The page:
Max Duggan compared to former TCU Andy Dalton
PARADISE VALLEY, Ariz. — How do you win the nation watching college football after a loss? TCU quarterback Max Duggan, who was crying and red-faced earlier this month after his team fell awfully short in the Big 12 title game against Kansas State for the lone loss of the Horned Frogs of the season, can tell you.
An hour before the tears began to flow, Duggan had dashed into the end zone for a touchdown and then found Jared Wiley for a two-point conversion to cap an tying drive with less than two minutes left in the regulation. The television cameras had caught him on the bench, blood on his face and determination in his eyes. The Council Bluffs, Iowa elder couldn’t deliver the Horned Frogs the Big 12 title, but it was personified, and TCU became the first Texas program to make the college football playoffs despite losing 31-28 against the Wildcats.
It was redemption for 2014, when TCU dropped from fourth to sixth in the final standings because the Big 12 didn’t have a title game to win. It was something of a high point for a program that former head coach Gary Patterson built from a WAC nobody to a Big 12 powerhouse. It was a redeeming arc after a 3-5 start. in 2021 resulted in the firing of Patterson, the hiring of Sonny Dykes, and a subsequent rise throughout the conference. It was the result of five one-score wins that had tipsters looking at the Horned Frogs’ odds with skepticism. Now, though, TCU is one win over Michigan away from playing in the national championship game for the first time, so who cares?
« It’s always hard to predict what someone’s legacy will be, but I think you look at Max and I think it’s going to look like [quarterback] Andy Dalton in many ways,” Dykes said this week. “I think you look at Andy and his time at TCU and he kind of put TCU on the map. I took them to a Rose Bowl. Became one of the guys you think of when you think of TCU football. Max is going to be on that Mount Rushmore from the TCU guys. He certainly deserves to be.
Dalton led the Horned Frogs to an undefeated 2010 season that ended in a Rose Bowl victory over Wisconsin, helping hand the program and then Mountain West the legitimacy of securing a Big 12 invite. But if Duggan can pick up two more victories, his legend will extend far beyond Fort Worth.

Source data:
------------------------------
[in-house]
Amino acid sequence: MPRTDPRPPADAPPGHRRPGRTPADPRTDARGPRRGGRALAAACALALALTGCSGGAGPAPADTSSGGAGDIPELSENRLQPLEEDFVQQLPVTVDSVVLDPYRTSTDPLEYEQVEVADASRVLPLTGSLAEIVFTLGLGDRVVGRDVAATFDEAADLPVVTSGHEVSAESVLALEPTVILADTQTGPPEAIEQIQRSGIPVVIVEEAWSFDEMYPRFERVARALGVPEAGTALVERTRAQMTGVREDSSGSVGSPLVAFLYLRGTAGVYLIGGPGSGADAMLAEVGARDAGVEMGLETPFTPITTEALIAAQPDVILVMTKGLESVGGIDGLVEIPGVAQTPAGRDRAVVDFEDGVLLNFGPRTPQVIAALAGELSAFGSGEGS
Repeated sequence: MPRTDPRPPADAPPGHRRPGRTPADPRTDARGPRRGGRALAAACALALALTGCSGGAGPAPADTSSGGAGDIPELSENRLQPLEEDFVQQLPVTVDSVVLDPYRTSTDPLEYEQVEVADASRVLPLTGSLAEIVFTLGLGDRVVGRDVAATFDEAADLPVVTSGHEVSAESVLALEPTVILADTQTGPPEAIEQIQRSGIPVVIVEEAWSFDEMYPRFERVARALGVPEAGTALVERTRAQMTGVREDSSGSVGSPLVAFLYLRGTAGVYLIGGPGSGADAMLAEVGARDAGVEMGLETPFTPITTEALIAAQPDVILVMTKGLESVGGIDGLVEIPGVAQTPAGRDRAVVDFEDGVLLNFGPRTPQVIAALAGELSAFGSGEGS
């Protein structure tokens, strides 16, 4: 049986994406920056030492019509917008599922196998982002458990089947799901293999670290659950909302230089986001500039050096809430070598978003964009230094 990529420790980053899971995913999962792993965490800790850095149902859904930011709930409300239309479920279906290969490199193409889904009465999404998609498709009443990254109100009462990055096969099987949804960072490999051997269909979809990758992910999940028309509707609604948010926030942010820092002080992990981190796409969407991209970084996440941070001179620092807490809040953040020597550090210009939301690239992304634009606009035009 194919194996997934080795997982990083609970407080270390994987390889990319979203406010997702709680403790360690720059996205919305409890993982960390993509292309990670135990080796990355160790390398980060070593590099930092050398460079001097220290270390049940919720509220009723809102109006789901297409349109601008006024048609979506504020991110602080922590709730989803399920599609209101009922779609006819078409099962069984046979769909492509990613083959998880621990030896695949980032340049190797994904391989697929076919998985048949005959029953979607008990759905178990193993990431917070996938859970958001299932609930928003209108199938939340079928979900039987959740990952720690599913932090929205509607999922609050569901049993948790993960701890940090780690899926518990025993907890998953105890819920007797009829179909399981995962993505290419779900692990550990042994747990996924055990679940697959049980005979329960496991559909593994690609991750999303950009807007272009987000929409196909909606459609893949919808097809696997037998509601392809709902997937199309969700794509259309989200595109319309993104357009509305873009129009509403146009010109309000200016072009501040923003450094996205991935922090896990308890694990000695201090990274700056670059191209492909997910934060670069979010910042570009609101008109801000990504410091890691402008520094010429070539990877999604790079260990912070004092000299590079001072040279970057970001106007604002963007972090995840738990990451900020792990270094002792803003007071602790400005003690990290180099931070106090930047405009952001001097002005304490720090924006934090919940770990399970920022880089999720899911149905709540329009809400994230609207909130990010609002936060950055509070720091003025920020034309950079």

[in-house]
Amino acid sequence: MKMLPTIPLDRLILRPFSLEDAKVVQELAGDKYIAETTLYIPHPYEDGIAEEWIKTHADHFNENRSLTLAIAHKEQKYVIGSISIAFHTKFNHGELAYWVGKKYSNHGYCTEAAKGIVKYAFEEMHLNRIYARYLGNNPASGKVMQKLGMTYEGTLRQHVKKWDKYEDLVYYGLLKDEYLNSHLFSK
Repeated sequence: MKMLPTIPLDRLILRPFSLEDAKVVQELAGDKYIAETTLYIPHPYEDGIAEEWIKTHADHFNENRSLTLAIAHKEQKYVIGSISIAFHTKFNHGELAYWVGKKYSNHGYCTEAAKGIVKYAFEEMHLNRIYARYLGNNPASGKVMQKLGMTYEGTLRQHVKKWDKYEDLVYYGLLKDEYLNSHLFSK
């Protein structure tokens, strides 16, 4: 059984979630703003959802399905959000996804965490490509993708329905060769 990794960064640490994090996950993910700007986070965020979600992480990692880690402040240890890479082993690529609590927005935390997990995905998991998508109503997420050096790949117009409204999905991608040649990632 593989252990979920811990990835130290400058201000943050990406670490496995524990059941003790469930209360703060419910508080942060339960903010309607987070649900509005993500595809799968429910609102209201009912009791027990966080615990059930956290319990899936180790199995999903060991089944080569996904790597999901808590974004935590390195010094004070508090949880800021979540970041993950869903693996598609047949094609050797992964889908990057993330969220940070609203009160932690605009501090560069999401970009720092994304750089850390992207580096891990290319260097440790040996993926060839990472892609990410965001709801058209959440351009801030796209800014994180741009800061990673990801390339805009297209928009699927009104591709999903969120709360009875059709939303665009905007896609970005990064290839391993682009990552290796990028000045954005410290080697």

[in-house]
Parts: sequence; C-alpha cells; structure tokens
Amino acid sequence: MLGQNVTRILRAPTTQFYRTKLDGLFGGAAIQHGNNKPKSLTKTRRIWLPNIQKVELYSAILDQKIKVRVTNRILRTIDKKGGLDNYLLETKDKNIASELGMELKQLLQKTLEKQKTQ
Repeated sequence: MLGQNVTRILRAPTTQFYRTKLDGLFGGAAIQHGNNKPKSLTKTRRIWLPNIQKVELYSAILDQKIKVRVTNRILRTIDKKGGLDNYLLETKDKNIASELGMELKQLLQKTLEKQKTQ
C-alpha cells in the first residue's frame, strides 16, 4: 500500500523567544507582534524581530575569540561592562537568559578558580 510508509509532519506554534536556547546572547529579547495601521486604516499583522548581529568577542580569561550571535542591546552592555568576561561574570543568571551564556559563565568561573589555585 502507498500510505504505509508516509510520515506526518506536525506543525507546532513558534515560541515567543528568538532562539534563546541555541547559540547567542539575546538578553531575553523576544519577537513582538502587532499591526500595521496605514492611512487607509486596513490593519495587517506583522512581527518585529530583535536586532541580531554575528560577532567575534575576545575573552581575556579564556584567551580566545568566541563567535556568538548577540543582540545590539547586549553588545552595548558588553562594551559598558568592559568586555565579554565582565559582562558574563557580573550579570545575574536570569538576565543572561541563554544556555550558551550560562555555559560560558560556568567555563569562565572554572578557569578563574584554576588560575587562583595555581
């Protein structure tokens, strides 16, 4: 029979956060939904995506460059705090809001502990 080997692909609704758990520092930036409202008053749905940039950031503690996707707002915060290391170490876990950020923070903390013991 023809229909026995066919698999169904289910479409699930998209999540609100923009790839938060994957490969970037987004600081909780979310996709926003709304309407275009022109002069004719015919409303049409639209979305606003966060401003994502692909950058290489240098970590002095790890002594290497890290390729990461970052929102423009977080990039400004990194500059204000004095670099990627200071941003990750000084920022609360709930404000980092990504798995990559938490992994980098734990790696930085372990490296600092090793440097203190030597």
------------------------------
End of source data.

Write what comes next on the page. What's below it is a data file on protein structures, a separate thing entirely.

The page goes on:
Duggan has a compelling story to tell. After testing for COVID-19 ahead of the 2020 season revealed Wolff-Parkinson-White syndrome, a condition affecting his heart, he underwent nine-hour heart surgery. Two days later, he underwent emergency surgery to deal with a subsequent blood clot. He played again that season, later saying he « didn’t train at all », not because of his heart condition, but because he had a broken bone and a torn tendon in his foot which forced him to be shot with painkillers every week.
When Dykes arrived before this season, he named Chandler Morris the starting quarterback ahead of Duggan. In this age when the transfer portal is king, Duggan still decided to stay. He got another chance after Morris was injured in the season opener against Colorado, and never let up on his job. And there he was on Thursday, answering a question likening himself to TCU football royalty.
« When you come here after high school, you want to be like those guys, Andy [Dalton], [LaDainian Tomlinson], Bob Lilly,” he said. “All our greats. When you come here you want to be like these [guys]. You want to leave an impact on this program and this university, just like these guys.
Win or lose on Saturday, Duggan wrote a legacy to stand alongside this group, but the story isn’t over yet.
« He’s making good reads, » Michigan linebacker Junior Colson said. “He can kill us with his legs if we let him. … He’s a warrior, he’s a fighter. You can tell every time, especially if things get tough, he’ll put the team on his back and carry them.
He might just lead them to the national title game.